Arts & Entertainment
Madonna in her music video for 'Like A Virgin'
music... and other misheard song lyrics
Sport
Steven Gerrard had to be talked into adopting a deeper role by his manager, Brendan Rodgers
sportThe city’s fight for justice after Hillsborough is embodied in Steven Gerrard, who's poised to lead his club to a remarkable triumph
News
Much of the colleges’ land is off-limits to locals in Cambridge, with tight security
educationAnd has the Cambridge I knew turned its back on me?
News
Waitrose will be bringing in more manned tills
newsOverheard in Waitrose: documenting the chatter in 'Britain's poshest supermarket'
VIDEO
Have you tried new the Independent Digital Edition iPad app?
News
The energy drink MosKa was banned for containing a heavy dose of the popular erectile dysfunction Levitra
news
Environment
People are buying increasing numbers of plants such as lavender to aid the insects
environmentGardeners rally round the endangered bumblebee
Sport
Australia's Dylan Tombides competes for the ball with Adal Matar of Kuwait during the AFC U-22 Championship Group C match in January
sportDylan Tombides was diagnosed with testicular cancer in 2011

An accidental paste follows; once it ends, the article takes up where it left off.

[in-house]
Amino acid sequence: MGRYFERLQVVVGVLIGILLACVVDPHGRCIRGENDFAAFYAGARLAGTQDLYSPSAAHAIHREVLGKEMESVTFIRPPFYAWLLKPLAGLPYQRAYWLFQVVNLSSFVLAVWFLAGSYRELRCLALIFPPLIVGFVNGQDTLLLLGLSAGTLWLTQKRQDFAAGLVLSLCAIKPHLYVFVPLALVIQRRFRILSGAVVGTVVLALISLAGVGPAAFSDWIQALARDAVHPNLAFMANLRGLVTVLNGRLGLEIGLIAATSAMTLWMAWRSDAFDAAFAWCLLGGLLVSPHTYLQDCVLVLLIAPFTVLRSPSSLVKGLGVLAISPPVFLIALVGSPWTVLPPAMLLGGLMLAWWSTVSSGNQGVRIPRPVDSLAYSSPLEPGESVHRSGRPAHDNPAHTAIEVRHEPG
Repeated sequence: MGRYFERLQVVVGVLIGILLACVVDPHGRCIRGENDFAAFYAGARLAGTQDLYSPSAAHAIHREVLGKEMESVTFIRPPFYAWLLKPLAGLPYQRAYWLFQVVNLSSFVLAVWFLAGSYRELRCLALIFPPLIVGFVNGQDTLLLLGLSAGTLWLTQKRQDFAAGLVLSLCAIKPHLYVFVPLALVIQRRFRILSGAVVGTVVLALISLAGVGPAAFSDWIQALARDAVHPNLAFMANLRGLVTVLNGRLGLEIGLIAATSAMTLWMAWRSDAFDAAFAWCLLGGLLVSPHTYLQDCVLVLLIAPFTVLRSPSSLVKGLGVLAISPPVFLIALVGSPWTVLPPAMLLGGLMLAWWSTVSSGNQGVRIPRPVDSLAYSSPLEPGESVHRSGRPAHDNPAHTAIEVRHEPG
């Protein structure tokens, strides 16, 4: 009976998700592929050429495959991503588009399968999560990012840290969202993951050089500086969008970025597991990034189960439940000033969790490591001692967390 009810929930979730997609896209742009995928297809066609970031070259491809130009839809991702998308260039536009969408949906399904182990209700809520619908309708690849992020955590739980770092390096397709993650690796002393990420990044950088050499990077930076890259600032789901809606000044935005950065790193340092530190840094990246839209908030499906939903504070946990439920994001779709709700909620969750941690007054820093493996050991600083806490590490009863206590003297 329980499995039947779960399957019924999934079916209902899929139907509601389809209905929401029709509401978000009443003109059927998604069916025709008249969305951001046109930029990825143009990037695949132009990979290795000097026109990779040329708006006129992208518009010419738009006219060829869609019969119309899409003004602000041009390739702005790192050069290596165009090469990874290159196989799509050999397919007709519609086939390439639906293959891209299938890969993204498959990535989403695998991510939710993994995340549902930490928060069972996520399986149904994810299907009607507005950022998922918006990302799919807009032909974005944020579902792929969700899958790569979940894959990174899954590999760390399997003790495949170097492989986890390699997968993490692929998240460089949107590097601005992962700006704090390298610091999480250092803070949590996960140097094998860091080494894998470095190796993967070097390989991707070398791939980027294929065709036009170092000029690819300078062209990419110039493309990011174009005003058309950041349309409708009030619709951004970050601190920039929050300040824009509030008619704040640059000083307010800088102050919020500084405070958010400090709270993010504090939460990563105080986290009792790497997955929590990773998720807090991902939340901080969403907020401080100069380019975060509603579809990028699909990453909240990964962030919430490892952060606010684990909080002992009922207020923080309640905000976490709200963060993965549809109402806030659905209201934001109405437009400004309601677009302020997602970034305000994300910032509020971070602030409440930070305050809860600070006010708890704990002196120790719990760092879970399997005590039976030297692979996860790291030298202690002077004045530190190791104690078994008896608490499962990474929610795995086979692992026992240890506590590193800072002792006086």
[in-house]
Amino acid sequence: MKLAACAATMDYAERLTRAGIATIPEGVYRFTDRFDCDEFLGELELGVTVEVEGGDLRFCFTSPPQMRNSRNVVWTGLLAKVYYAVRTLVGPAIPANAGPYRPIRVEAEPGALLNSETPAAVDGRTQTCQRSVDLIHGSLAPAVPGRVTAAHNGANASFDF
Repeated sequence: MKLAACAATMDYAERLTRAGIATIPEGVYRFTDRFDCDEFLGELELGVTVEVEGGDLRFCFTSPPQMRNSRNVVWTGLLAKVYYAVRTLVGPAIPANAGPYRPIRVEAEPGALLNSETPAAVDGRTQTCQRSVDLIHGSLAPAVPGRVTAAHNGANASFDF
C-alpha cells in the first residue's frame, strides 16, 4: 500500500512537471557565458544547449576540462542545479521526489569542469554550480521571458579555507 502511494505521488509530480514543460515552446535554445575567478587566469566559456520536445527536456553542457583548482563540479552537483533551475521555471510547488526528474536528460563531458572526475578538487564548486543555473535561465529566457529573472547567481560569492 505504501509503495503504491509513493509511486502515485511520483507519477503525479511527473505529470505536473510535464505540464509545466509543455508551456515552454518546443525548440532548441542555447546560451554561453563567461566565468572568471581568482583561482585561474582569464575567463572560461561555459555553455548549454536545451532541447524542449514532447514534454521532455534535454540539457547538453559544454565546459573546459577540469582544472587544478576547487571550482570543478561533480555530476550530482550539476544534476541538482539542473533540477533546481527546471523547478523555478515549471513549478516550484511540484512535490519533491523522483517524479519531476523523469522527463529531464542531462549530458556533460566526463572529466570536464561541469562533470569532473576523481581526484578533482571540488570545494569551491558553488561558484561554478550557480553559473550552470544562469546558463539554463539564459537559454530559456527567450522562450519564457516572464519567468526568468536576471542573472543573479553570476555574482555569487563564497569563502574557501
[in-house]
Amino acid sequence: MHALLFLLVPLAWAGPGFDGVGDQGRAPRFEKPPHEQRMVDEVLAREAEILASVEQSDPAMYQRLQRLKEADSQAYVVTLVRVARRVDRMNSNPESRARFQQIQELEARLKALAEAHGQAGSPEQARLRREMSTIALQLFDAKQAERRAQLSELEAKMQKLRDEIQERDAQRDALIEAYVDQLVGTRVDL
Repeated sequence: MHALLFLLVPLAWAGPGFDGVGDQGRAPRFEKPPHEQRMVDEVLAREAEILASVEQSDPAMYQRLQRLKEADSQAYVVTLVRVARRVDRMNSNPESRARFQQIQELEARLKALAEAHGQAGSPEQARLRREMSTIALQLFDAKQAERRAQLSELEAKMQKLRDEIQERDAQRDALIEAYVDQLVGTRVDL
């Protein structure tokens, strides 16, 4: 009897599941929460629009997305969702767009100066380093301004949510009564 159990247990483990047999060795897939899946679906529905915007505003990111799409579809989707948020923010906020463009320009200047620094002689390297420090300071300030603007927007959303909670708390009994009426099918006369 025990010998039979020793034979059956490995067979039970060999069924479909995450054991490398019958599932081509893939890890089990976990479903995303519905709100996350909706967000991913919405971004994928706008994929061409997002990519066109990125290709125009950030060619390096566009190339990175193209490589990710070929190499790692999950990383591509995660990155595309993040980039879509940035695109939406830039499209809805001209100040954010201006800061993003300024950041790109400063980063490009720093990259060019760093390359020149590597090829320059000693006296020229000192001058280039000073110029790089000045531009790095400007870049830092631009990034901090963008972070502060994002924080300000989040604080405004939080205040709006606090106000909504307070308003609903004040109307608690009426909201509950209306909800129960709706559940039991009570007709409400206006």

Arts & Entertainment
Customers browse through Vinyl Junkies record shop in Berwick Street, Soho, London
musicBest exclusives coming to an independent record shop near you this Record Store Day
News
Ida Beate Loken has been living at the foot of a mountain since May
newsNorwegian gives up home comforts for a cave
Extras
indybest10 best gardening gloves
Arts & Entertainment
tvIt might all be getting a bit much, but this is still the some of the finest TV ever made, says Grace Dent
Arts & Entertainment
Comedian Lenny Henry is calling for more regulation to support ethnic actors on TV
tvActor and comedian leads campaign against 'lack of diversity' in British television
News
Posted at the end of March, this tweeted photo was a week off the end of their Broadway shows
people
News
peopleStar to remain in hospital for up to 27 days to get over allergic reaction
Arts & Entertainment
The Honesty Policy is a group of anonymous Muslims who believe that the community needs a space to express itself without shame or judgement
music
News
Who makes you happy?
happy listSend your nominations now for the Independent on Sunday Happy List